Melancholia: Marion Colomer’s Lost Paradise

written by AAC Marketing and Development Intern Erica Sobers

Marion ColomerMarion Colomer is a French painter currently based in Washington, D.C.

She enjoys incorporating the human figure and emotions into her work to create a still life, saying this method represents both how time passes and how it stands still.

She uses figurative drawing to bring her vision to life. Her latest work, Melancholia, incorporates the human figure and is sure to give viewers something to talk about.


melancholia: noun (mel·an·cho·lia \ˌme-lən-ˈkō-lē-ə\)
a feeling of sadness and depression


Upon entering the all-black Truland Gallery, viewers are immediately enveloped by the scent of green leaves and rainforest. Fall SOLOS 2016 artist Marion Colomer collaborated with Dana El Masri, NYC-based perfumer, to create the signature scent for her aptly titled, Melancholia, saying she wanted it to evoke a feeling of being lost in paradise.

“I wish to present a selection of these paintings in an installation with a scent that would recreate this emotion of smelling something beautiful, yet with a morbid aspect of putrefaction. The scent that is an illusion would engage the viewer in a multi-level emotional experience.”

Installation view of Marion Colomer's Melancholia; 2016. Photo by Dawn Whitmore

Installation view of Marion Colomer’s Melancholia.  Photo by Dawn Whitmore


Why and how did this body of work begin to form in your mind?

I felt I needed to work on making the theme reflect the idea of a conflicting point of view within a visual element. The images are inspired by pornography, but I wanted to reimagine them, with a sense of intimacy. My work is exploring beauty – I stitch embroideries on the canvas, employ colorful watercolor -, yet is acerbic.  I wanted to develop an installation that would immerse the viewer in an experience, using scent, and visual figurative drawings where the paradox of the presence of the absence is the focus point.  

I wanted to develop an installation that would immerse the viewer in an experience, using scent, and visual figurative drawings where the paradox of the presence of the absence is the focus point.

Painting the jungle was also important to me. It’s  beautiful yet dangerous, invading, where space and time seems to disappear. The people depicted stand in front of the viewer, but their figures are ghost-like and almost disappear instantly, reminiscent of a scent that is ephemeral as well, evoking the lost desire and the melancholy that arises.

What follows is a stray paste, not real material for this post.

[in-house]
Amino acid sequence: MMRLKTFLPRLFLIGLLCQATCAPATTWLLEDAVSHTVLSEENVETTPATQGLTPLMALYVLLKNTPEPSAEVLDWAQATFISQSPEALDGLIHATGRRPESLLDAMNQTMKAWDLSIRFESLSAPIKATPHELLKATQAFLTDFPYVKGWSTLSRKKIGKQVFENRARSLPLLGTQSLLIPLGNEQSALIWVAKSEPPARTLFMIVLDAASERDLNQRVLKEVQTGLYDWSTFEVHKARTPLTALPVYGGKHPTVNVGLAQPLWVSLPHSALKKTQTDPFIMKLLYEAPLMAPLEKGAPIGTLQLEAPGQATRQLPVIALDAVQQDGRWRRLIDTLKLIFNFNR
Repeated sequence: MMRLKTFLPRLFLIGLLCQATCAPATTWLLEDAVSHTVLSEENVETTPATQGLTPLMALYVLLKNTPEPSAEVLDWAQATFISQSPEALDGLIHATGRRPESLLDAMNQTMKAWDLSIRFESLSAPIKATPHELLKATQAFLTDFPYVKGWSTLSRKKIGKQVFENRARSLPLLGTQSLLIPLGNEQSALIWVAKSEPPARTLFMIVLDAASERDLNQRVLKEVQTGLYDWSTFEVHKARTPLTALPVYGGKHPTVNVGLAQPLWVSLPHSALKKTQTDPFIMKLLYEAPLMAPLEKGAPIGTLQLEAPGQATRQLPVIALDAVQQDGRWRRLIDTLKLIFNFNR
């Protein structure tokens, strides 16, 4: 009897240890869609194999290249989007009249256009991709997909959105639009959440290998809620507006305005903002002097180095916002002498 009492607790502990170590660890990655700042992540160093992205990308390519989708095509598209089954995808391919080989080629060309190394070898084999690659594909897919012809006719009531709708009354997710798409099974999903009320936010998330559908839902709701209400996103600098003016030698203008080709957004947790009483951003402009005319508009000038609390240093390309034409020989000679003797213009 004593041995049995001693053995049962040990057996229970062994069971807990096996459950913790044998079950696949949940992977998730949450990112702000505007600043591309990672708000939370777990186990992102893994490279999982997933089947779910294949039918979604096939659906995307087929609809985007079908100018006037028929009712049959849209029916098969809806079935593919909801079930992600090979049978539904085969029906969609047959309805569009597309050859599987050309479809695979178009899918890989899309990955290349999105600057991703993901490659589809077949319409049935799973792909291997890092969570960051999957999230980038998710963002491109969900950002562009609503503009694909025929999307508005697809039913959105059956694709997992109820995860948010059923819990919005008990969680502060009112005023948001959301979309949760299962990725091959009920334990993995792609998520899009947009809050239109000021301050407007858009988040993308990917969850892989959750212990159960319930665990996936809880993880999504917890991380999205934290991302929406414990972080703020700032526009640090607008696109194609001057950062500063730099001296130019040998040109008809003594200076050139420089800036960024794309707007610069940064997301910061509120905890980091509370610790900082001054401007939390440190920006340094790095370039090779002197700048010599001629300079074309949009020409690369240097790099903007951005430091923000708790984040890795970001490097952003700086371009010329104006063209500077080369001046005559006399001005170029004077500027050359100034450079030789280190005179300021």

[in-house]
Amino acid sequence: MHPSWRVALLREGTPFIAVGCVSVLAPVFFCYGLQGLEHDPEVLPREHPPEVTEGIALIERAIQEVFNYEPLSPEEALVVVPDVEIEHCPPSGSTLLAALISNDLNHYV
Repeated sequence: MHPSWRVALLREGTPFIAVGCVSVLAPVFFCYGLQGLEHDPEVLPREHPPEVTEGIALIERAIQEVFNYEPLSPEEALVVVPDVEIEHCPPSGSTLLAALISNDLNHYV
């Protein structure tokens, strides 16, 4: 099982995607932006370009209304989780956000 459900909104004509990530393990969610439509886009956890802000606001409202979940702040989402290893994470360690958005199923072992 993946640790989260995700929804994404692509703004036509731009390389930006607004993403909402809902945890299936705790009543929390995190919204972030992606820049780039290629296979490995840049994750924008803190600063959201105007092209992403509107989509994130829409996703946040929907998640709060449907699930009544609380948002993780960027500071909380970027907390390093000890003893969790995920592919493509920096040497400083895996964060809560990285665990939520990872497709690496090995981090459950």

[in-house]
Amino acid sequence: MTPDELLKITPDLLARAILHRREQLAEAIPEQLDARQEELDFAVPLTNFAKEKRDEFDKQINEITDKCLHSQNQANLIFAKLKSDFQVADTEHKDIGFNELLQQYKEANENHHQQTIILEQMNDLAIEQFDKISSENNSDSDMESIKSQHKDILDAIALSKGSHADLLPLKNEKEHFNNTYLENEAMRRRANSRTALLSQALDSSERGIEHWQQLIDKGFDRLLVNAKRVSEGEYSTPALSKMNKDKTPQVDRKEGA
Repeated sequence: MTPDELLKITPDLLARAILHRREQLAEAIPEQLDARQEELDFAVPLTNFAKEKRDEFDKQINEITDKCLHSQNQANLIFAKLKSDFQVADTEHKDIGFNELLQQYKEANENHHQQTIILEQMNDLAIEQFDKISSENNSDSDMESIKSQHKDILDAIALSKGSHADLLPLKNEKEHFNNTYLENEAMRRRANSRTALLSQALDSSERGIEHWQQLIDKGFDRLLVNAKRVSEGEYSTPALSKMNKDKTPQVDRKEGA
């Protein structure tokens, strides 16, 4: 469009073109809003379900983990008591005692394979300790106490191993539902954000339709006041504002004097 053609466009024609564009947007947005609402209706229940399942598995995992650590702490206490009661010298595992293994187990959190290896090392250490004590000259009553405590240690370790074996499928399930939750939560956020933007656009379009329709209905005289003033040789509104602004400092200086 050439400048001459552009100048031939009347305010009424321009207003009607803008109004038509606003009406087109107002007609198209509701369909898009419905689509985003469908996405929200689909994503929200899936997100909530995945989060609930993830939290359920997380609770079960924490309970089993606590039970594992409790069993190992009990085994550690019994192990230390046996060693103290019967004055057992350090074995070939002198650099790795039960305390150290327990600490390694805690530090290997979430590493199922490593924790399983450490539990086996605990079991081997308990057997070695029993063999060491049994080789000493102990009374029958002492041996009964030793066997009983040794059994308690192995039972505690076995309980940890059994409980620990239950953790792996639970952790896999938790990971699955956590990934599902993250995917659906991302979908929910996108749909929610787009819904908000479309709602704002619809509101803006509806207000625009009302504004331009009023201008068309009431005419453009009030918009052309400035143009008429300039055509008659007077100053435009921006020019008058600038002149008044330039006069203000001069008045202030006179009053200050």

What do you want the audience to take away from this work?

I hope they will experience the multi-faceted layers of the work, and feel the desire and melancholy that exist because of the absence. For Victor Hugo [a French poet], melancholy is happiness of being sad. I would like if it could create a debate, or discussion; visions of [The Garden of] Eden, and maybe for some others anxiety.

I believe that figurative painting can convey a deep message, even when exploring beauty.

I would hope that the reactions to the painting are not about sex and pornography, but rather a view on intimacy.  I also hope that figurative painting still holds an important place in today’s contemporary art scene. I believe that figurative painting can convey a deep message, even when exploring beauty.

How does your exhibition/work fit with this particular gallery?

Twine upon entering the Truland Gallery. Photo by Dawn Whitmore

Twine upon entering the Truland Gallery. Photo by Dawn Whitmore

I had a special installation arrangement for this gallery. I wanted to have a corridor to create a gradual immersion that allows the scent to become stronger as you walk through the twine into the gallery.

The space is dark and theatrical. The light shines on the sequins that are ornamenting the watercolor drawings. I intentionally covered the space like a wallpaper because I wanted a baroque installation with disjointed elements.

 What artist has influenced you the most?

I am classically trained, I do a lot of copies of still life from 17th century Dutch artists. But one artist in particular? Some people find Gauguin in my work.


Melancholia is currently open for viewing until  December 18th in the Truland Gallery located on our Lower Level. See more of Marion’s work in Ward 12, a group exhibition at the Fillmore School on view Dec 7- 21.

Join our FALL SOLOS 2016 artists along with AAC resident artist Alice Whealin for a gallery talk Saturday, December 10, 1 – 4pm.

 

*This interview has been edited and condensed for clarity*

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